Nation States

I recently discovered that one of my favorite sci-fi authors has been running a wonderful website for 20 years that allows users to create, grow, and administer their own nation state. Australian writer Max Barry’s website NationStates offers the opportunity to own a micronation, name it, pick its politics, and each day check back to see how it was doing, each day being confronted with small decisions about governance that would affect your country’s progress.

Of course I had to try out the site and build by own country. Haven’t we all at sometime yearned to be the omnipotent (and hopefully benevolent) head of state. I haven’t devoted much time to my Republic of Goedlan yet, but hope to spend some time there very soon.

Here’s what Barry had to say about the 20th anniversary of NationStates :

Sites that do things, interactive sites, like this one, are hard to keep alive. They have so many ways to die. I’m incredibly proud that NationStates is here twenty years and eight million nations later, with as many players as ever. That’s magical. I credit:

  • Not selling the site. I came close. In retrospect, the buyer would have spent 12 months squeezing users for money before everyone left.
  • Moderators. Oh my god, moderators. They do so much, every day, for nothing, and without them, the site would almost immediately become somewhere you wouldn’t want to visit. Some mods have been here from the beginning. Many have clocked up over a decade. So much is thanks to mods.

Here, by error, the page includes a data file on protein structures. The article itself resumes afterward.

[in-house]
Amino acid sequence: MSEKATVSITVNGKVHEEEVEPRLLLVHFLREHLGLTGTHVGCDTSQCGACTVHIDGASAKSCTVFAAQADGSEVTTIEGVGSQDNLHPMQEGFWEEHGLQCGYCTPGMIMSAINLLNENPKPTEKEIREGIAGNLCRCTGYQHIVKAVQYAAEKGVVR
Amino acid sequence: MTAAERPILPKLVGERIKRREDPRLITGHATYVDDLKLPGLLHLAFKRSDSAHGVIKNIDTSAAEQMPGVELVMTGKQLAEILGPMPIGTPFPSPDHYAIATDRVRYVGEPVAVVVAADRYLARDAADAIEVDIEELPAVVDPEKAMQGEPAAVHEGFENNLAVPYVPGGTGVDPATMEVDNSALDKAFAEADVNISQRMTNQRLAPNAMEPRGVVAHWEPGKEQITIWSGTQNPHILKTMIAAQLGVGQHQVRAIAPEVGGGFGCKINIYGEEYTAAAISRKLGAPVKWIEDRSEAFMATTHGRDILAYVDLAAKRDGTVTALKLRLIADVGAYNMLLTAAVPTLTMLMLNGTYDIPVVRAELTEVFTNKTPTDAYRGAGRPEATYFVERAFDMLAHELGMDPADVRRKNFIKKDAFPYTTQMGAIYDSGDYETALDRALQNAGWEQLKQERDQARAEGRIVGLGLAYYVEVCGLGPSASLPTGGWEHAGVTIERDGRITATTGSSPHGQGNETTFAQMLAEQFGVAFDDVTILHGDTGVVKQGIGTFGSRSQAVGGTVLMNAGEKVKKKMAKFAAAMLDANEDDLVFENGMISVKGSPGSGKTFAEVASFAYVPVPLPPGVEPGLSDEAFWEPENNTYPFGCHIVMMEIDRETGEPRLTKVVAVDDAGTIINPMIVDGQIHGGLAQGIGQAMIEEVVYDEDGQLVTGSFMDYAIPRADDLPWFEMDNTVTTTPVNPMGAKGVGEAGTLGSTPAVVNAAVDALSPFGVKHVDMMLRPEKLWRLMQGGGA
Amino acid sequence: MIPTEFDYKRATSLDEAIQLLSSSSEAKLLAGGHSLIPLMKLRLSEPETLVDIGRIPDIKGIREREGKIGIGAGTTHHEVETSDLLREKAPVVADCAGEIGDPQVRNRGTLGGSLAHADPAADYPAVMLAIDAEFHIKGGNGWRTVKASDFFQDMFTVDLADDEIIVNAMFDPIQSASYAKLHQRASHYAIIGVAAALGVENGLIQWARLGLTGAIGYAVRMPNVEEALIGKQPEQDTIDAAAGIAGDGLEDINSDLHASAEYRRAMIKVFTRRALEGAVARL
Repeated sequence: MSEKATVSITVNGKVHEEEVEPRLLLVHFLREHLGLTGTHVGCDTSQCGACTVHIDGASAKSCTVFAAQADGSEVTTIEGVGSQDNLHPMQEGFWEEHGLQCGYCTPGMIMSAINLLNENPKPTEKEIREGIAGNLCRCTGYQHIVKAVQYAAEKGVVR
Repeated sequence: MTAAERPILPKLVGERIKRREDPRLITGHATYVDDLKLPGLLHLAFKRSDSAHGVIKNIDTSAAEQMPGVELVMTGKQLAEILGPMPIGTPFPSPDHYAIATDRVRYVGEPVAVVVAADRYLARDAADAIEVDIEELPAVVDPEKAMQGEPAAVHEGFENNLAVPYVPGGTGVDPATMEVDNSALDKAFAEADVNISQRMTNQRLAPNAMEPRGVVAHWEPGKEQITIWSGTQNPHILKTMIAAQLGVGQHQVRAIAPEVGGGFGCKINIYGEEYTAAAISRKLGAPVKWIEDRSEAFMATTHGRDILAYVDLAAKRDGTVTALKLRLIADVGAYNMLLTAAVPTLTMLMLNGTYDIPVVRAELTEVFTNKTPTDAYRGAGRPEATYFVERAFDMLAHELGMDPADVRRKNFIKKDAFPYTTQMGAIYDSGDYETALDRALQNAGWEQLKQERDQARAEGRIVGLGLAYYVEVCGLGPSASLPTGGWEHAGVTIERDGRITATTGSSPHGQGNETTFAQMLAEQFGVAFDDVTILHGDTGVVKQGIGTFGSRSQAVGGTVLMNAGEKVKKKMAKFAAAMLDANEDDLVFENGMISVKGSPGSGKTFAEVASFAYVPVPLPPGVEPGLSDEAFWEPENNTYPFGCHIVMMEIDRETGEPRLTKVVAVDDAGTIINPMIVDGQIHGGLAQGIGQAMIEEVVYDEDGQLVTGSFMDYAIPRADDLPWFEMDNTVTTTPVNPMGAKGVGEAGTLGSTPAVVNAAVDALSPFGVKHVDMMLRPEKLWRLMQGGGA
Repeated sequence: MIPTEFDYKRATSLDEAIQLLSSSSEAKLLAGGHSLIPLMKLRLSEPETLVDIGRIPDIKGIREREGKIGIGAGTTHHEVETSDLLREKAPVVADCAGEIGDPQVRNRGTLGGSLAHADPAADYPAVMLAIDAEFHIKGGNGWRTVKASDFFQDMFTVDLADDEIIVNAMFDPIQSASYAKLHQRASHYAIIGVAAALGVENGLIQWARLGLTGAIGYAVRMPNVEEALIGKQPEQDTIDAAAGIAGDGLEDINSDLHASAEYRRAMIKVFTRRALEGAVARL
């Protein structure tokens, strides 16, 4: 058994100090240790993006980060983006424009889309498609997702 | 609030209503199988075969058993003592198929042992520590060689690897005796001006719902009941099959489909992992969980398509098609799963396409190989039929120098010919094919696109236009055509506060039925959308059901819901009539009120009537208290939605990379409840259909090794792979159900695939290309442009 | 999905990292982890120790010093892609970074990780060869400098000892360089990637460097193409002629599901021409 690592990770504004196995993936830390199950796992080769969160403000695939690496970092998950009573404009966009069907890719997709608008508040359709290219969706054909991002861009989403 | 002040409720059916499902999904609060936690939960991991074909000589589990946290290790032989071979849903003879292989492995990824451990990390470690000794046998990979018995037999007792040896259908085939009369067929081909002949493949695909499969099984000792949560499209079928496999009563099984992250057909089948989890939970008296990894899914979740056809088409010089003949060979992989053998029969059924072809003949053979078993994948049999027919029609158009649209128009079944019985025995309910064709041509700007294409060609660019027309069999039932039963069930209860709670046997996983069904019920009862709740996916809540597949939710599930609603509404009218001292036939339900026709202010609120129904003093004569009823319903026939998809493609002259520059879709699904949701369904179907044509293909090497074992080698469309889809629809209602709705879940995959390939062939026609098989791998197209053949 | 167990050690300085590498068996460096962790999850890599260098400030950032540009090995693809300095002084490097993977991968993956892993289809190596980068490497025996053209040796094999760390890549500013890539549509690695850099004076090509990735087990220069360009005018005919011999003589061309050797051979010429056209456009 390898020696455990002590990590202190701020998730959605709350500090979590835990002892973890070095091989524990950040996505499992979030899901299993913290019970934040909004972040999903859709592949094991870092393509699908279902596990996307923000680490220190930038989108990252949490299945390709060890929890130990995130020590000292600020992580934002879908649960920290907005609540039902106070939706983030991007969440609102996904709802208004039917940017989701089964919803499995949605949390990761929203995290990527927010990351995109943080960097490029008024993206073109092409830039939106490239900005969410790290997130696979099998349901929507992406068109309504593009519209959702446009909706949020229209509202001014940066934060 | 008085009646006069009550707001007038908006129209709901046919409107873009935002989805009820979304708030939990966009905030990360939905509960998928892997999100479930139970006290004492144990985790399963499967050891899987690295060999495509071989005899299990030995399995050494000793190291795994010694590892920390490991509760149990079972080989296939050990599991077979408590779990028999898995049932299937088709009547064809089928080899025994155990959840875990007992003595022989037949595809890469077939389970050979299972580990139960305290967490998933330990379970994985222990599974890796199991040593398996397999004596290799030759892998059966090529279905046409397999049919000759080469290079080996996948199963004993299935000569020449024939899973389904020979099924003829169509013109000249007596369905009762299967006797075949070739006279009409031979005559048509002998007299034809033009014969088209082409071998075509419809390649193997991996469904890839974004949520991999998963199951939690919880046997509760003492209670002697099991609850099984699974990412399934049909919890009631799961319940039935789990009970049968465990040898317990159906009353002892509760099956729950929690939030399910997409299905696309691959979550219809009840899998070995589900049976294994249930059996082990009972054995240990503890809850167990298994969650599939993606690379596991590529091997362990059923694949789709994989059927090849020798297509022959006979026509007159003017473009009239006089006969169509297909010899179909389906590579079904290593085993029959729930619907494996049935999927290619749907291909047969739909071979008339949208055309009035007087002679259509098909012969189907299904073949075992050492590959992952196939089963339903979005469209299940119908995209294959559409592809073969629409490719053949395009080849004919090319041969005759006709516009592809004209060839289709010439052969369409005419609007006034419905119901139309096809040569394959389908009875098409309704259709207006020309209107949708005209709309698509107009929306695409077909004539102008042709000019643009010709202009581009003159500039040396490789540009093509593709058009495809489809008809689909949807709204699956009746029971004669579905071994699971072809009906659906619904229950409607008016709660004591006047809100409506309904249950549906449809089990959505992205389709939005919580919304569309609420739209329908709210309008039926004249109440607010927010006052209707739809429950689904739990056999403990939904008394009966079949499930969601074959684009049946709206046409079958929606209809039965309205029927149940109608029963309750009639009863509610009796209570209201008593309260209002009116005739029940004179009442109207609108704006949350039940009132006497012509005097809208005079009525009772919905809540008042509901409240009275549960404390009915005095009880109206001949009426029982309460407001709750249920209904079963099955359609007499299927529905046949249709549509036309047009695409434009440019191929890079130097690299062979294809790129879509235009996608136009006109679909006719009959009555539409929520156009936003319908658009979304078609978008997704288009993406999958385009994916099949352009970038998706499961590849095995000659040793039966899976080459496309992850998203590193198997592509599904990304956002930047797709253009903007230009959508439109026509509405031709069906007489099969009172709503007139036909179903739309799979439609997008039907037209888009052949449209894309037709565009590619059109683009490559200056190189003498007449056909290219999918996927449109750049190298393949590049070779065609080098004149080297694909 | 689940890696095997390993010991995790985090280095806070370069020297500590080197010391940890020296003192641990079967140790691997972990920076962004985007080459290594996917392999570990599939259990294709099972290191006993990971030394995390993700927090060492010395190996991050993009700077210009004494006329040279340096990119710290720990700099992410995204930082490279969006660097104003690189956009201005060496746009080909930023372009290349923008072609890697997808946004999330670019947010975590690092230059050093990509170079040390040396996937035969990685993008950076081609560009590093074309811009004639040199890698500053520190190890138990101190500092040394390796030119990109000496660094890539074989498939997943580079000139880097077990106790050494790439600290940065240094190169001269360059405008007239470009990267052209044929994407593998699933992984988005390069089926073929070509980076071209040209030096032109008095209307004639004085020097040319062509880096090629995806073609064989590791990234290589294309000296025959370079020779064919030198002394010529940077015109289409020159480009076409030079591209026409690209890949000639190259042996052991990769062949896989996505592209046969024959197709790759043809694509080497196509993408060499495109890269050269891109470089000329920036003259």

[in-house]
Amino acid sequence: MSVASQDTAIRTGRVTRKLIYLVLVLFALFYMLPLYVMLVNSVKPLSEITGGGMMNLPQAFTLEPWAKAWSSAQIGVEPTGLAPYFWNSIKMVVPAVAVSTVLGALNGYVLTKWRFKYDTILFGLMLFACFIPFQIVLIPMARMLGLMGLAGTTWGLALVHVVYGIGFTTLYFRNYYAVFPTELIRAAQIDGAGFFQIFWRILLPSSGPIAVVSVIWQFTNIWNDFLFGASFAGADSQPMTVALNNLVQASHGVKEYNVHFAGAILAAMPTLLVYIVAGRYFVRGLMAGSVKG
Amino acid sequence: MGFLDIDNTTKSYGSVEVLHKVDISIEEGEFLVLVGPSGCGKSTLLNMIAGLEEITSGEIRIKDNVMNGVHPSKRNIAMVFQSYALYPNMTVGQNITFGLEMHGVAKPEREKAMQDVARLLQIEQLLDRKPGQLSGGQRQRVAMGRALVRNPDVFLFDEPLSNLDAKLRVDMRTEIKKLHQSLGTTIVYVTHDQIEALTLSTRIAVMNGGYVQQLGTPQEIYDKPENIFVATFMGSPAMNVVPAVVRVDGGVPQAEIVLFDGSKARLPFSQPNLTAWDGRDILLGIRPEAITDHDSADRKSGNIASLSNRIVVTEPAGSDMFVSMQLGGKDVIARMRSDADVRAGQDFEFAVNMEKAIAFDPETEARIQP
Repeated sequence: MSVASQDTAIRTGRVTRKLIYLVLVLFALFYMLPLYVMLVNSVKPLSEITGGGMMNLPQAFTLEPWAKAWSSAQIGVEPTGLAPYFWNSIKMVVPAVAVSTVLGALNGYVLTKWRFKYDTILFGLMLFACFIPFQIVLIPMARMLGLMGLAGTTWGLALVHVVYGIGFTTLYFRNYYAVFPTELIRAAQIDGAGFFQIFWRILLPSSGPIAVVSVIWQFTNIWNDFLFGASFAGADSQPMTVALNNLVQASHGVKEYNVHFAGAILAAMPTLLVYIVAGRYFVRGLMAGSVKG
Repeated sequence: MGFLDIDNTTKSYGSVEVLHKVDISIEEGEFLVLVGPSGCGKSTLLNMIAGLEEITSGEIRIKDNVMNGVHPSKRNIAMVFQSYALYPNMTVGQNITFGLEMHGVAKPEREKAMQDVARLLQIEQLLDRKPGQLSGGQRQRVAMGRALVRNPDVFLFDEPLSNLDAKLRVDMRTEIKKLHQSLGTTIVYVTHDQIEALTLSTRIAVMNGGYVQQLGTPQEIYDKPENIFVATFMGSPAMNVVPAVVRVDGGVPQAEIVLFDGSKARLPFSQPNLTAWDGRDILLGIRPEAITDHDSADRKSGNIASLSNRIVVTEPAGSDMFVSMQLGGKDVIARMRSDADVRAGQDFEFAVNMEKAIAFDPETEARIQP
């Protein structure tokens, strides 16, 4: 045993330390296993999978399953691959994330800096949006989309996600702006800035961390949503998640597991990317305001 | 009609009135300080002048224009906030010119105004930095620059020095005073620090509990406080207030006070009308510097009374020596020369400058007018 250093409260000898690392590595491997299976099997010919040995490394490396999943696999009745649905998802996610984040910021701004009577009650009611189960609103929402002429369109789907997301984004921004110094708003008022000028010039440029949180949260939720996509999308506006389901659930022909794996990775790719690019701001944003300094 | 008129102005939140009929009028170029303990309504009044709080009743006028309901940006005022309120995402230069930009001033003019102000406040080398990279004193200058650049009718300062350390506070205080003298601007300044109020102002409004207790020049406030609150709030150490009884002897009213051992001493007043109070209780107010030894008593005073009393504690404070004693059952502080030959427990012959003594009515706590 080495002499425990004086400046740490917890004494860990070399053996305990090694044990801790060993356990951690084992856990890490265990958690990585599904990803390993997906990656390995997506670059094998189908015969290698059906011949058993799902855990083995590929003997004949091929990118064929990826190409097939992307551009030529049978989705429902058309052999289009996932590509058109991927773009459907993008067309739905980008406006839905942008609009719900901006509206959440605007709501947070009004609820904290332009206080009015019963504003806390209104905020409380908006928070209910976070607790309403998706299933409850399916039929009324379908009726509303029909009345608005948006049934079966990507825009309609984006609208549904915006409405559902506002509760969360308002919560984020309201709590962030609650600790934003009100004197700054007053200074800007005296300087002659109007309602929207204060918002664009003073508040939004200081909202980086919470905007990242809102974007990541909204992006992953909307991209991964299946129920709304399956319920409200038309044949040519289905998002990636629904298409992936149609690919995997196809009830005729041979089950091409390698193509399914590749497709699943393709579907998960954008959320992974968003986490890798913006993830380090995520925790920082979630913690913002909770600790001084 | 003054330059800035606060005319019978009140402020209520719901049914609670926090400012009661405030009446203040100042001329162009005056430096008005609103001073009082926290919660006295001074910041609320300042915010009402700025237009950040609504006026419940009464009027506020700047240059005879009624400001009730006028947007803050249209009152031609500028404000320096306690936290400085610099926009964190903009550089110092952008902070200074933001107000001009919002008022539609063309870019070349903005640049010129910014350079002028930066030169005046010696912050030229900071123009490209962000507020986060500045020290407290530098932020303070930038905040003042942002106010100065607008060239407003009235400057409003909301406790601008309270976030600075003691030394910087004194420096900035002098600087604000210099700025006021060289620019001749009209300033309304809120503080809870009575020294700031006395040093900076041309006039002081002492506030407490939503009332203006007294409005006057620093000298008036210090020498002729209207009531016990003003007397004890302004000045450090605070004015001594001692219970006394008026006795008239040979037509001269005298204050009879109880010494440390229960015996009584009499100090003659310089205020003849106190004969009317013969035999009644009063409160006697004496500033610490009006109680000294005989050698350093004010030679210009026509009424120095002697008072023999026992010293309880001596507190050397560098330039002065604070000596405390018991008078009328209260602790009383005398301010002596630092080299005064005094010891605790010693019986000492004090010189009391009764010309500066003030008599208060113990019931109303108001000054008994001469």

• The community. I can’t even explain this because I don’t fully understand it. I made a site where you could create a nation and talk to people. The community did everything else, i.e. turned that into something interesting, with political intrigue, relationships, lore, rules; basically the vast majority of what makes NationStates worth your time. This includes regional leaders, ordinary nations, World Assembly Delegates, admin, Roleplay Mentors, Founders, dispatch authors, World Census trophy chasers, forum regulars, forum irregulars, anyone who’s taken the time to explain something to someone new to the site, card traders, everyone.
  • The people who buy Site Supporter, Postmaster, Postmaster-General, and Telegram Stamps. Most people don’t, and that’s totally fine, but the lights wouldn’t have stayed on without those who do.
  • Managing the tech stack. All the tech from 2002 is slow, insecure, missing essential features, and three thousand times harder to work on that what’s available today. It also can’t be replaced without losing 20 years of bug fixes. So far we have managed to steer a path between killing the site from negligence and killing it from overly ambitious upgrades. And we keep adding features! To a 20-year-old codebase! Written in Perl!

By all means, give NationStates a spin. And, also check out some of Barry’s terrific novels. I’m partial to Lexicon.

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Just Another Caturday



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The Direction of Travel